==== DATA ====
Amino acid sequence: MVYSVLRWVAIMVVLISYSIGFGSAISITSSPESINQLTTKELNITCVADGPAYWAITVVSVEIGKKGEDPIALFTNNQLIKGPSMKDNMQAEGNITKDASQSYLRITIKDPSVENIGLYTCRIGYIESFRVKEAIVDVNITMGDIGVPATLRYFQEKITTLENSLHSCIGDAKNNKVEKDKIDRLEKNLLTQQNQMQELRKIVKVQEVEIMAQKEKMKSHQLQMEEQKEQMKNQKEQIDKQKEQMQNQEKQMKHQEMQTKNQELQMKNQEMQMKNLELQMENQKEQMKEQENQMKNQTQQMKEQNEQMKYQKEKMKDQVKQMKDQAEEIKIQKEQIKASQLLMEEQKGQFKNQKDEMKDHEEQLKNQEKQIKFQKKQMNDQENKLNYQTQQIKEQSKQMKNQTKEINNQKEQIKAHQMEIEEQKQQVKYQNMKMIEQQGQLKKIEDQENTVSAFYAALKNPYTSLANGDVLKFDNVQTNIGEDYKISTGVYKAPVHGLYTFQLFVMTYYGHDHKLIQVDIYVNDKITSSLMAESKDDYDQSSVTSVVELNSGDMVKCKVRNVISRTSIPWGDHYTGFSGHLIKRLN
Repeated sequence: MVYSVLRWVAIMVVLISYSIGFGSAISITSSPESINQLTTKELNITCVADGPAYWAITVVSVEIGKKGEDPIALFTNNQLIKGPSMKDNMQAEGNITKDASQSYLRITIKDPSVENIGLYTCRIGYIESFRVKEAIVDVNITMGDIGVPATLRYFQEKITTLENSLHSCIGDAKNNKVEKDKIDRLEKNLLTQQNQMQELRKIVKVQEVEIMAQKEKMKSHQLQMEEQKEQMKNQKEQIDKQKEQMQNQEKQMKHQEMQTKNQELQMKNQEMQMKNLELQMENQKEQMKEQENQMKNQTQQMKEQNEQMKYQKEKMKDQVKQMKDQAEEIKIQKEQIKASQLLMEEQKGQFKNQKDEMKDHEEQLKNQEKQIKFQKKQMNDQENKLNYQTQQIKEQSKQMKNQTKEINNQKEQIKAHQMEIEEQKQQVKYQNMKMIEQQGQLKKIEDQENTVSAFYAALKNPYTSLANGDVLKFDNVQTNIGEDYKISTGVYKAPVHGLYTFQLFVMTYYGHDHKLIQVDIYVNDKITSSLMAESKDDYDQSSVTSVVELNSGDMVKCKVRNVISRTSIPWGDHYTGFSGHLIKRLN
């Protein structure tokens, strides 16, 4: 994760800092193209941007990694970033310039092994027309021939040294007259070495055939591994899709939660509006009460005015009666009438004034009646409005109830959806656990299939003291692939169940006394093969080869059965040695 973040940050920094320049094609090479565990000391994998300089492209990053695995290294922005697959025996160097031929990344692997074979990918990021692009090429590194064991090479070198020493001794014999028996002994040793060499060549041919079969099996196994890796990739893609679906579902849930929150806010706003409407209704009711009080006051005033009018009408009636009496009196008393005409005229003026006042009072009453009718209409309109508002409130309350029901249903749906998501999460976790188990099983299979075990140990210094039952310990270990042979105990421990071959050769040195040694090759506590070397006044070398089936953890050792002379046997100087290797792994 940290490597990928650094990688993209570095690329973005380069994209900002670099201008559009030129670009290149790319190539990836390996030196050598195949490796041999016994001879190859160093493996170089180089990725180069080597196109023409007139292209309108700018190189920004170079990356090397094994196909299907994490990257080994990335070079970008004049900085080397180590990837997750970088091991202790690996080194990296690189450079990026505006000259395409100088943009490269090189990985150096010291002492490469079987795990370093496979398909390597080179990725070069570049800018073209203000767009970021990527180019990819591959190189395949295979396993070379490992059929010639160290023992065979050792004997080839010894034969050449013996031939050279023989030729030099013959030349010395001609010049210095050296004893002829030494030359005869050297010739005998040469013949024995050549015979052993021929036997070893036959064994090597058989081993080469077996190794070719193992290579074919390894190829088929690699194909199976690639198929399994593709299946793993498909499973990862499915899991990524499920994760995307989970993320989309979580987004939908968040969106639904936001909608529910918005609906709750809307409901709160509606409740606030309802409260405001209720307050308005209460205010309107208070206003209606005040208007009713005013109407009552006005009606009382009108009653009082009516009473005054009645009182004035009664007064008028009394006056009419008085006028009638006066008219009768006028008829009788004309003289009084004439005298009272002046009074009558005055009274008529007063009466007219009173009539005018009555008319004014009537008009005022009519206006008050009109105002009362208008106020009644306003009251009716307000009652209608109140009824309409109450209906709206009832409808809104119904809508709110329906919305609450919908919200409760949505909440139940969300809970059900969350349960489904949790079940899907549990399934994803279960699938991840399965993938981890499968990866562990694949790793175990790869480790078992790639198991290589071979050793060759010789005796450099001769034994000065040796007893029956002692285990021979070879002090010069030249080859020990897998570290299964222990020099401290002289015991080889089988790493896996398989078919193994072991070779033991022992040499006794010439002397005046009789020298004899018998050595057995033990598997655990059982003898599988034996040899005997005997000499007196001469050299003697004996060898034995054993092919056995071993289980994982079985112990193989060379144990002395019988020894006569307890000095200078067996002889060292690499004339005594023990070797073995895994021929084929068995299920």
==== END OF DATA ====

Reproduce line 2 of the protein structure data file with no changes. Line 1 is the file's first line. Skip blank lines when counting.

Repeated sequence: MVYSVLRWVAIMVVLISYSIGFGSAISITSSPESINQLTTKELNITCVADGPAYWAITVVSVEIGKKGEDPIALFTNNQLIKGPSMKDNMQAEGNITKDASQSYLRITIKDPSVENIGLYTCRIGYIESFRVKEAIVDVNITMGDIGVPATLRYFQEKITTLENSLHSCIGDAKNNKVEKDKIDRLEKNLLTQQNQMQELRKIVKVQEVEIMAQKEKMKSHQLQMEEQKEQMKNQKEQIDKQKEQMQNQEKQMKHQEMQTKNQELQMKNQEMQMKNLELQMENQKEQMKEQENQMKNQTQQMKEQNEQMKYQKEKMKDQVKQMKDQAEEIKIQKEQIKASQLLMEEQKGQFKNQKDEMKDHEEQLKNQEKQIKFQKKQMNDQENKLNYQTQQIKEQSKQMKNQTKEINNQKEQIKAHQMEIEEQKQQVKYQNMKMIEQQGQLKKIEDQENTVSAFYAALKNPYTSLANGDVLKFDNVQTNIGEDYKISTGVYKAPVHGLYTFQLFVMTYYGHDHKLIQVDIYVNDKITSSLMAESKDDYDQSSVTSVVELNSGDMVKCKVRNVISRTSIPWGDHYTGFSGHLIKRLN